Andrology is the study of conditions pertaining to health in the male. This involves such conditions as infertility, impotence and hormonal abnormalities.
As women get older they reach the menopause, which is the cessation of the menstrual periods. This is caused by a reduction in the secretion of the female hormone Oestrogen.
Although men do not have exactly the same relatively sudden cessation of normal hormone status, over a period of time the male hormone, (Testosterone) level decreases. This may result in reduced potency, mood changes, changes in distribution of body fat, increase in abdominal girth, enlargement of breasts, reduction in bone density, changes in lean body mass and sometimes night sweats.
A number of blood tests may be carried out as part of investigations following physical examination and assessment by the Doctor. If it is determined that the patient has a Testosterone deficiency and replacement is desirable, it can be done in a number of ways:
• Oral medication
• Skin patches
The need for hormonal replacement is best determined by the individual Doctor and patient as testosterone replacement may have some side effects. The effects of hormone replacement may be monitored by various blood tests. Some Testosterone replacement medication can cause abnormal liver function tests.
Testosterone replacement may stimulate the loss of scalp hair and increase in body hair. It may increase the size of the prostate gland and aggravate bladder outlet obstructive symptoms. Testosterone replacement will not cause a prostate cancer to form but may stimulate a prostate cancer. Cholesterol and lipids, (fats) may cause a decrease in high-density lipo proteins and therefore may cause concern regarding cardiovascular effects. It may also decrease the amount of body fat and increase the lean body mass. The haematocrit, (amount of red blood cells) may increase. Testosterone replacement does not increase aggressiveness but because of the ability to improve thinking processes and reduced tiredness and irritability may make the patient calmer and less impulsive.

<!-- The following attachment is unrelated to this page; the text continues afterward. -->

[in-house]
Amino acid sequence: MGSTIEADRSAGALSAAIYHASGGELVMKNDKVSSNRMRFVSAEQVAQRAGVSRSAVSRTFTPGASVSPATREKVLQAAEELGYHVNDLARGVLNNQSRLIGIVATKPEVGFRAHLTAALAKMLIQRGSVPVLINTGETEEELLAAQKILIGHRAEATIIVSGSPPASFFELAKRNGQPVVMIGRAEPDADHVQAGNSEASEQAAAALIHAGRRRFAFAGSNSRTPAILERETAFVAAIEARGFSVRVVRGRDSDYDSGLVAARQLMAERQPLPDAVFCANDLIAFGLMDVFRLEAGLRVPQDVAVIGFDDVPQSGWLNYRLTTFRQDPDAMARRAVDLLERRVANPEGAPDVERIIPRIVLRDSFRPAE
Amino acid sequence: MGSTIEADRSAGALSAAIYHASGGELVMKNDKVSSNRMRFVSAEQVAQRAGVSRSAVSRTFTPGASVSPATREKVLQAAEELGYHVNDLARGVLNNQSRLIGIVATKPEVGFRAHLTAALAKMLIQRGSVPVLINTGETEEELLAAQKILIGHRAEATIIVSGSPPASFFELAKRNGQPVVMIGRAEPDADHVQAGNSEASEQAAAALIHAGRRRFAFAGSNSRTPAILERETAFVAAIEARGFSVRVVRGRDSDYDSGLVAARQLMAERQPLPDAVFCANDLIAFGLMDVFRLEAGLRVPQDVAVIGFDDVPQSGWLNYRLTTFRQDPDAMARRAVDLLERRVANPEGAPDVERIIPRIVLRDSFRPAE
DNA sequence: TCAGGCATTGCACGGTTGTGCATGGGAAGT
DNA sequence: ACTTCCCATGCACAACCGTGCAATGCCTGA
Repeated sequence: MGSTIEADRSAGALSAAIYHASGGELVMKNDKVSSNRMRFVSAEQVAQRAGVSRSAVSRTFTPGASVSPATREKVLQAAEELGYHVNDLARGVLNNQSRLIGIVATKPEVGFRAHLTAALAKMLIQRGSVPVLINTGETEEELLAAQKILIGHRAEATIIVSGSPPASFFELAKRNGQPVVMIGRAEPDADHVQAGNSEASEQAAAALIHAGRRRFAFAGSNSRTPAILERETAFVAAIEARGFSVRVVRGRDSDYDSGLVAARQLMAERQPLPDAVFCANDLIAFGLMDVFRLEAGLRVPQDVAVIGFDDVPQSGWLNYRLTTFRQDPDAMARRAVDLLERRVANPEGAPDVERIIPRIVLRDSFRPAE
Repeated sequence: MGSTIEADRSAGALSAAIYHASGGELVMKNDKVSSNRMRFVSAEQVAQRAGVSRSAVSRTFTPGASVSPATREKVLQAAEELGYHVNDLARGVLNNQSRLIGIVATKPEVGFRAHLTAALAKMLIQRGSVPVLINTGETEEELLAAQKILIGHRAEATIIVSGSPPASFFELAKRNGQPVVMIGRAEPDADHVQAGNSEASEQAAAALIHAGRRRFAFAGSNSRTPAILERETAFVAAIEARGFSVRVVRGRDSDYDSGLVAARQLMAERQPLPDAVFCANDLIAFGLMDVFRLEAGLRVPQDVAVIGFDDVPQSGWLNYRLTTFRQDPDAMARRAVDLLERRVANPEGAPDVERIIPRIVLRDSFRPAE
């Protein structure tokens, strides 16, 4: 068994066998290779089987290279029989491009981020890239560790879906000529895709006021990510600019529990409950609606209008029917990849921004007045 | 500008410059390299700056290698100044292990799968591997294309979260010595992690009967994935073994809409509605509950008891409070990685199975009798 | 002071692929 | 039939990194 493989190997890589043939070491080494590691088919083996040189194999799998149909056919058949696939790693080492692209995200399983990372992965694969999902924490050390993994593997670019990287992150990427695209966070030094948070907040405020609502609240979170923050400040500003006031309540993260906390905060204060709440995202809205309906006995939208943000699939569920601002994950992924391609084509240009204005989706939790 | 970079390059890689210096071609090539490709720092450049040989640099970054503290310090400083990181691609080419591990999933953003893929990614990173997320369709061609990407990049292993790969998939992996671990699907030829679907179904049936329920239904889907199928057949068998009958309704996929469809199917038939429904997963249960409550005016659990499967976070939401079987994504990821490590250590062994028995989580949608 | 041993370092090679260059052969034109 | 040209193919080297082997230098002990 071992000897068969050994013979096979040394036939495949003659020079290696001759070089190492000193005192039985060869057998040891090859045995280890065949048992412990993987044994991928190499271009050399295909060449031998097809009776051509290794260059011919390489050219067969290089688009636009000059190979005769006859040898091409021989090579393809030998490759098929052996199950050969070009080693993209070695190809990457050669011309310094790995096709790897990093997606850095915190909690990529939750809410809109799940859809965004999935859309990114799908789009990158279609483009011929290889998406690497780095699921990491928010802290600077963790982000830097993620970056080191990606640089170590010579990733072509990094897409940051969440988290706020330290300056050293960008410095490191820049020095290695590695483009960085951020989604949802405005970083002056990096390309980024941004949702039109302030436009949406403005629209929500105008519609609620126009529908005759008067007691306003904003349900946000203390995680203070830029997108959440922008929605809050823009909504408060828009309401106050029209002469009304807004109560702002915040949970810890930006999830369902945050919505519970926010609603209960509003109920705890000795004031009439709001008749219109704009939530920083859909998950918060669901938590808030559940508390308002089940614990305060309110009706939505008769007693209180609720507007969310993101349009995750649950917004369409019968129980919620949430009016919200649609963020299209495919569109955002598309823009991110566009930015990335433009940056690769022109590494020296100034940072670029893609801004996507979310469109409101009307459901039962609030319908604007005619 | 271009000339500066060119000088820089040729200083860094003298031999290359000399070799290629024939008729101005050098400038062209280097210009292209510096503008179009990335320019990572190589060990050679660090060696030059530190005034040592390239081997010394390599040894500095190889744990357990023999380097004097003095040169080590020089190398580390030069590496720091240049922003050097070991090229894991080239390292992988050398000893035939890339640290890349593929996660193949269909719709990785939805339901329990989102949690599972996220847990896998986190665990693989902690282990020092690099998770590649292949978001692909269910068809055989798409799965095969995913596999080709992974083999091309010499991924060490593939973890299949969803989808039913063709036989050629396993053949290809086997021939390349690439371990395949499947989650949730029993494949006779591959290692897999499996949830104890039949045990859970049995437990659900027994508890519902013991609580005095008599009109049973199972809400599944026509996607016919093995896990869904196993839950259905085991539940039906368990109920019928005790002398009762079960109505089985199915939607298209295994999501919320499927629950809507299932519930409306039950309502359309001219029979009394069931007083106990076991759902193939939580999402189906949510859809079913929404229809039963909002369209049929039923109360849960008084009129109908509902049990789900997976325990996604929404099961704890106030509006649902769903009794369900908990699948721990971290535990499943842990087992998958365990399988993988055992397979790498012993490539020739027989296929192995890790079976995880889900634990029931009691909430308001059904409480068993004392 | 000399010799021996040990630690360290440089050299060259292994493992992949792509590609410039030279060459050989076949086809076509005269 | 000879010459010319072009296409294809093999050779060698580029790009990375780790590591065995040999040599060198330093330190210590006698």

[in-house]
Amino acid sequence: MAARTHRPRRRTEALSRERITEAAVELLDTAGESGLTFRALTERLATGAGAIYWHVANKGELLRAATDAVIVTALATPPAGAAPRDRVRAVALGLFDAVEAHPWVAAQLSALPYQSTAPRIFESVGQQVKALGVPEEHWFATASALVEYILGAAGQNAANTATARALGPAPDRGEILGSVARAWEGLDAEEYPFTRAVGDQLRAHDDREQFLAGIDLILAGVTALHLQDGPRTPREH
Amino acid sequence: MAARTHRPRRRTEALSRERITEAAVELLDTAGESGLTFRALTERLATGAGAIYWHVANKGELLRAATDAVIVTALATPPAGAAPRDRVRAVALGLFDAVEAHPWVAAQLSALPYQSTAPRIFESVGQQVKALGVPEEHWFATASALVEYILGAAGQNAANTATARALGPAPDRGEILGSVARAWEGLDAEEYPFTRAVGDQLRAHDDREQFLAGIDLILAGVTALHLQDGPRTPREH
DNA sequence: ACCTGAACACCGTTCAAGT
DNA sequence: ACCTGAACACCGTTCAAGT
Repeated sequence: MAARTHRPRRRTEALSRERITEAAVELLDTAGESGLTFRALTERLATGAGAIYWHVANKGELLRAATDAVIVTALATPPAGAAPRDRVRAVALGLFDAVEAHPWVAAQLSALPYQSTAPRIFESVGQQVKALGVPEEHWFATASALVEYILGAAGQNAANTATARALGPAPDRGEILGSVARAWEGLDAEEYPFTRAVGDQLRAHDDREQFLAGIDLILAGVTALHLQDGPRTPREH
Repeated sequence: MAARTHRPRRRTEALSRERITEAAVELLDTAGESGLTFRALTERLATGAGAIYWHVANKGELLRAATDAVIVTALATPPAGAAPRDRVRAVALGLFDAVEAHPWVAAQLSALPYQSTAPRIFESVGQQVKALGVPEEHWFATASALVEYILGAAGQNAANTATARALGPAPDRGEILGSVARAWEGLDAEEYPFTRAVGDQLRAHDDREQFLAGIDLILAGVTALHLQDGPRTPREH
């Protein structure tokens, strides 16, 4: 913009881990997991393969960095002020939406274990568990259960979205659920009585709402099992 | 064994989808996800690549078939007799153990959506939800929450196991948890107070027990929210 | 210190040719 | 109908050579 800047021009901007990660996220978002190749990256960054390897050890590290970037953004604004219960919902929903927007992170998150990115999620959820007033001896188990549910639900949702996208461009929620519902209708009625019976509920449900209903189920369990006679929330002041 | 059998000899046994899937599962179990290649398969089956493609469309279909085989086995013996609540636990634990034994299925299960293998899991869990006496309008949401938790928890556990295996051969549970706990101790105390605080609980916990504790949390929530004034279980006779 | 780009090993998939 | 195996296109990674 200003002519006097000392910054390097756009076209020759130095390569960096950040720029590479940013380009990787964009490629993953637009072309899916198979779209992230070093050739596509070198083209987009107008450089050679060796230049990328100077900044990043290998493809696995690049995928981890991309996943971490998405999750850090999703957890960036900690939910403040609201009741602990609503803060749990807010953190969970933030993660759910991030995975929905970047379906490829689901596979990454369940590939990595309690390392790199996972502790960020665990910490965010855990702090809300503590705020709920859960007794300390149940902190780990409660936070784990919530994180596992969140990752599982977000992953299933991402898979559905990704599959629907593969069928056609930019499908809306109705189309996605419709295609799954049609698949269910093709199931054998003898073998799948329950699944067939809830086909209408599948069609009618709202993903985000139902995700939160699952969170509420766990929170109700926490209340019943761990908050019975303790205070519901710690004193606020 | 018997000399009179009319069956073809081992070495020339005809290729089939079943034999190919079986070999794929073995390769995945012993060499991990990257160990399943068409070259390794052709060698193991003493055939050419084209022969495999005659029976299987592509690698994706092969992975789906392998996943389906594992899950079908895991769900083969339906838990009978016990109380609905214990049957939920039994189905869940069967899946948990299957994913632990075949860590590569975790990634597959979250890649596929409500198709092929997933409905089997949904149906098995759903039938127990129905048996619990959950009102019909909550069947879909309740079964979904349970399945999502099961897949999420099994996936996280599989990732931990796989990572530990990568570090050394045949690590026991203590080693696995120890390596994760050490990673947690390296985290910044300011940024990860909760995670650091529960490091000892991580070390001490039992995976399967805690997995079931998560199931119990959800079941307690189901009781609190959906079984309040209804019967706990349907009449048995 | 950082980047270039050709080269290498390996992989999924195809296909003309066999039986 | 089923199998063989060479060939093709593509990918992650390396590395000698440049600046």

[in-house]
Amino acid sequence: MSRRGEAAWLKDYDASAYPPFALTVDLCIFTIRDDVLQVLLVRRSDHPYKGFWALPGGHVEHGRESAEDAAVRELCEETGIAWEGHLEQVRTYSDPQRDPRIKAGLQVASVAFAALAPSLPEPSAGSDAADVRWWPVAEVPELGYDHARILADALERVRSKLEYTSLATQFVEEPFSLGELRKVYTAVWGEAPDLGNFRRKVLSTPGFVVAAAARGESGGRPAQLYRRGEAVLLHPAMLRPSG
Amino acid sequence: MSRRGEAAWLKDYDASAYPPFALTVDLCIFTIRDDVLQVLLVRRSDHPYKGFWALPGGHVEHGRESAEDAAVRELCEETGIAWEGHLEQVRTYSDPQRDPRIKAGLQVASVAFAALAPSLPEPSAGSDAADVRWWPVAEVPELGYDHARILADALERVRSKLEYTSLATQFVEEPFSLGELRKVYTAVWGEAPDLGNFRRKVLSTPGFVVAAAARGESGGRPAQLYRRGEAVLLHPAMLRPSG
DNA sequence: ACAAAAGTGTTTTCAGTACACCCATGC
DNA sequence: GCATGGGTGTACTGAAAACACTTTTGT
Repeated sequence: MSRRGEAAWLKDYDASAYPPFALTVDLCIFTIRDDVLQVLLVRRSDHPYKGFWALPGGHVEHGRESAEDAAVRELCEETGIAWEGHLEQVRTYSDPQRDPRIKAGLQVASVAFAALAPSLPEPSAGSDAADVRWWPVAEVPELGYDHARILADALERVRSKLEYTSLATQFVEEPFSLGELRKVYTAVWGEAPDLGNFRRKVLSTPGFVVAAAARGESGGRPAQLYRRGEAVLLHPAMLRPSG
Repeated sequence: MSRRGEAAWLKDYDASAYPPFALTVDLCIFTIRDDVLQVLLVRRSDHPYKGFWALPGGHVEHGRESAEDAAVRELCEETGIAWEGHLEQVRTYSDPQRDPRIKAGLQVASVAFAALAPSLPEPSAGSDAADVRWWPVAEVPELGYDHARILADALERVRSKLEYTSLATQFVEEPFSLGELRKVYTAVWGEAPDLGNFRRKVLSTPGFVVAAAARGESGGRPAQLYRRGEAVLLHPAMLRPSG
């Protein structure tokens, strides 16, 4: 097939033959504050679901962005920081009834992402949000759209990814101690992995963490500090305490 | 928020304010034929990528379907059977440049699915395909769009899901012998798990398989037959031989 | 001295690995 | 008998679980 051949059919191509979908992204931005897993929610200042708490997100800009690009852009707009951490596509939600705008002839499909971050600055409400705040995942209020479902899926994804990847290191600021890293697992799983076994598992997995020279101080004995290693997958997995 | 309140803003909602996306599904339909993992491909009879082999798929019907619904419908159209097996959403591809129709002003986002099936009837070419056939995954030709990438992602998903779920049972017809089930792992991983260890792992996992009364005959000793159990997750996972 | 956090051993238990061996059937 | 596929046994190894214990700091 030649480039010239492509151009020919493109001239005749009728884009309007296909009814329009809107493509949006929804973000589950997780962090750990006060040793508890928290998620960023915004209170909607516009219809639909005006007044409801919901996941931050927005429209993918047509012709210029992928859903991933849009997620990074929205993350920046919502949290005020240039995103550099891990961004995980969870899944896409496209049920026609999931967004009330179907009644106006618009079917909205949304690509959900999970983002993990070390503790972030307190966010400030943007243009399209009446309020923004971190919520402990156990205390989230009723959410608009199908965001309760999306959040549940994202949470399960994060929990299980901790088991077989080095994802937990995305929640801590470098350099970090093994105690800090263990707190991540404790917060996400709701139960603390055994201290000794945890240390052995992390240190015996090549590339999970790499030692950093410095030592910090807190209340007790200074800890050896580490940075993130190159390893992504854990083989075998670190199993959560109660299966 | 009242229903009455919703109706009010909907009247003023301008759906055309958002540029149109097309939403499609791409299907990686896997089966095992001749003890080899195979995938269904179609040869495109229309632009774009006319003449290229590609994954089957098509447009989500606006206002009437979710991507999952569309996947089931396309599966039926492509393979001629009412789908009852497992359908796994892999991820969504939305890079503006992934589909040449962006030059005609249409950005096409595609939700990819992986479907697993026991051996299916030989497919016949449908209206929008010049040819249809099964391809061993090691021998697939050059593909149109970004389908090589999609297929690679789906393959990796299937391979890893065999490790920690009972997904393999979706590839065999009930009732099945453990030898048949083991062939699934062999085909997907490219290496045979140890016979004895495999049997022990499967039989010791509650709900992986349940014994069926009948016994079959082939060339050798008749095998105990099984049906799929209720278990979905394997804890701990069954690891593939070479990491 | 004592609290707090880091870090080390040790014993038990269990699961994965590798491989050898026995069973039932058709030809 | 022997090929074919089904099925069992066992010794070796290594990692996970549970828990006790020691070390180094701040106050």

Various parameters are looked at with regard to semen analysis. These include such things as the volume, the number of sperm, degree of motility of the sperm and sperm morphology, (their appearance - normal or otherwise) and the presence or absence of any abnormal cells, such as inflammatory cells.
It must be emphasised that infertility should be managed as a couple as abnormalities on both sides may add up to potentiate the problem. Treatment of male infertility is then directed towards the correcting of the abnormality, whether through medication designed to stimulate sperm production, correction of the 'pipe work', such as reversal of vasectomy, (vaso vasostomy), and in some cases it is appropriate for in vitro fertilisation to be carried out through the appropriate IVF clinic.
In some cases it is not possible for a man to become a father, under which circumstances the couple may wish to consider artificial insemination by a donor or adoption, or the alternative of remaining childless.